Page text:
McDonald’s Corporation in the New Millennium
May 30, 2006
“McDonald’s Corporation in the New Millennium,” a case in Marketing Management: Case Analysis by Teams, discusses the challenges and opportunities faced by McDonalds in recent years. The four main areas covered by the case included the fast-food industry in general, McDonald’s as a corporation, major competitors in the hamburger segment, and major competition in the non-hamburger segment. Since the case’s writing, there have been several important developments in each of these areas.
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Pizza and chicken chains grew much faster than burger chains in the past five years, but there are still nearly twice as many burger options as compared to the largest competitor, pizza. Non-hamburger sales, which accounted for 8 percent for fast-food meals five years ago, now account for around 11 percent (Gray). In fact, burger chains constitute half of the $100 million revenues of the American fast-food market. Industry analysts feel that this is due to “a more health-conscious American public” (Gorodesky and McCarron).
Companies have also realized that although Americans are focusing on healthier eating habits, diet foods have been a complete failure in the fast-food market. An example of this is the McLean burger, which failed to take off with McDonald’s customers. Restaurants are now luring in an older, health-conscious, and affluent customer base with deli-style sandwiches (Gray). Running contrary to the desire of Americans to eat in a healthy manner, larger portions seem to be attracting more business for the industry. McDonald’s has filled this niche with its Deluxe series (Arch Deluxe, Crispy Chicken Deluxe, Fish Filet Deluxe, and Grilled Chicken Deluxe).
In addition to the changes in eating habits of customers, the industry has also had to face a change in spending habits. “Value Pricing” is increasing gaining in popularity, with nearly all restaurants offering meal combos, in addition to the growing popularity of “dollar” or “value” menus. Not only is the amount of money that customers spend changing, but also how they spend it. Increasing numbers of fast food restaurants are now accepting credit or debit cards. The percentage of non-cash transactions rose from 3% to 12% in the past five years, and industry analysts expect increasing growth (Gray).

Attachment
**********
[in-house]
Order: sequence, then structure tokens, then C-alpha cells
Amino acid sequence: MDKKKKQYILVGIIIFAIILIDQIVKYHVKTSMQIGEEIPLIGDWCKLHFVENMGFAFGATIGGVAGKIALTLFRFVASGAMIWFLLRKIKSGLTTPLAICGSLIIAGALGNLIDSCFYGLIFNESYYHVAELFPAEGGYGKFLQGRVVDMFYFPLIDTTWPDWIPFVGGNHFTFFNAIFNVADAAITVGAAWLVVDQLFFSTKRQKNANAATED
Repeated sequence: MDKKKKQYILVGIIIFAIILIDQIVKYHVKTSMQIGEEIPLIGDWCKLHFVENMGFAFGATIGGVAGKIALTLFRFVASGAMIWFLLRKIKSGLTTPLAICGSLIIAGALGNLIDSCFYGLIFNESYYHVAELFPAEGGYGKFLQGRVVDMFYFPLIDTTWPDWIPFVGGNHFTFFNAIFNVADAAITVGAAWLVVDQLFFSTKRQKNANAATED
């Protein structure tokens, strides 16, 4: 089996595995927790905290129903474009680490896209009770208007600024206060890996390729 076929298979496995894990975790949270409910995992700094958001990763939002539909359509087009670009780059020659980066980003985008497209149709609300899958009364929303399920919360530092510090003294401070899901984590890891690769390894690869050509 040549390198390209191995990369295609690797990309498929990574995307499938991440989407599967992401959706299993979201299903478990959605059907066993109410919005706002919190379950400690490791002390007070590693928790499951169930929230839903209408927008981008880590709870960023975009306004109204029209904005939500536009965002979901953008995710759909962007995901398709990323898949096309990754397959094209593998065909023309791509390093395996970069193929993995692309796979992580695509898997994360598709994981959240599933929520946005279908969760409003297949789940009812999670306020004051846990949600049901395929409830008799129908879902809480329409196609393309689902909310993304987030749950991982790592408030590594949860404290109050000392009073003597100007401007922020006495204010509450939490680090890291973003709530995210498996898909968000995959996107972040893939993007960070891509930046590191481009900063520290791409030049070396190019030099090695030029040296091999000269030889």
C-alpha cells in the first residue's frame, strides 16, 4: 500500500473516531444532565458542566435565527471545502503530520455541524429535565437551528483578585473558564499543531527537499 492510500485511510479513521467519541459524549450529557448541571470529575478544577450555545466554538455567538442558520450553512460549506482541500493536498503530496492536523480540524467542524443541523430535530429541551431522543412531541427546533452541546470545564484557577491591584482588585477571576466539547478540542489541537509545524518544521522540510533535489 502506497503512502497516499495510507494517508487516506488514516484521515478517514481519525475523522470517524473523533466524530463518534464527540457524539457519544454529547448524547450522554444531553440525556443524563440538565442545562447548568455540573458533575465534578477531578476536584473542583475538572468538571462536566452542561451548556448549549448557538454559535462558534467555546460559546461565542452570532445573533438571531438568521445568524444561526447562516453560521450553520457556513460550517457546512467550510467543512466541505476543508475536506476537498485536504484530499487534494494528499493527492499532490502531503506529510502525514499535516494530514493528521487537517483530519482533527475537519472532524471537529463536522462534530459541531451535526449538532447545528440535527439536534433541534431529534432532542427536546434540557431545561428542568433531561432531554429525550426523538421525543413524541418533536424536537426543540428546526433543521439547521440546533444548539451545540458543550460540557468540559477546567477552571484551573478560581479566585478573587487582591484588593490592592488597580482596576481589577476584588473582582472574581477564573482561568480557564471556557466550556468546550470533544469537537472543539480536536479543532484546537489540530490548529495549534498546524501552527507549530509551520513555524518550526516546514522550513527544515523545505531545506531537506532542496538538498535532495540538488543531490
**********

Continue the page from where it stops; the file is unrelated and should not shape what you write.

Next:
The fast-food industry has seen many changes in the location and appearance of restaurants. One example of this is in-store restaurants in chains such as K-Mart, Wal-Mart, and Target. Shoppers can new chose from options including store-specific restaurants such as Little Caesars, Subway, and McDonald’s. “Multiple-branding” has also gained popularity, where one or more restaurants share a store-front. Pepsico and Yum Brands, Inc. are in the forefront of multibranding, with pairings between restaurants such as Taco Bell, KFC, Pizza Hut, Long John Silvers, and A&W. Multibranded units tend to increase single-store sales by around $400,000, giving franchises greater ability to purchase prime real estate usually only accessible to bank and other high-income companies(Gray).
McDonald’s as a Corporation
McDonald’s has made many changes to its menu, layout, and interior design of its restaurants in recent years. These changes have contributed to a system-wide sales increase of 6% in 2004. Shareholders have profited through a 185 percent increase in dividends per share (“McDonald’s Corporation 2005 Financial Report”).
This increase in earnings is due to...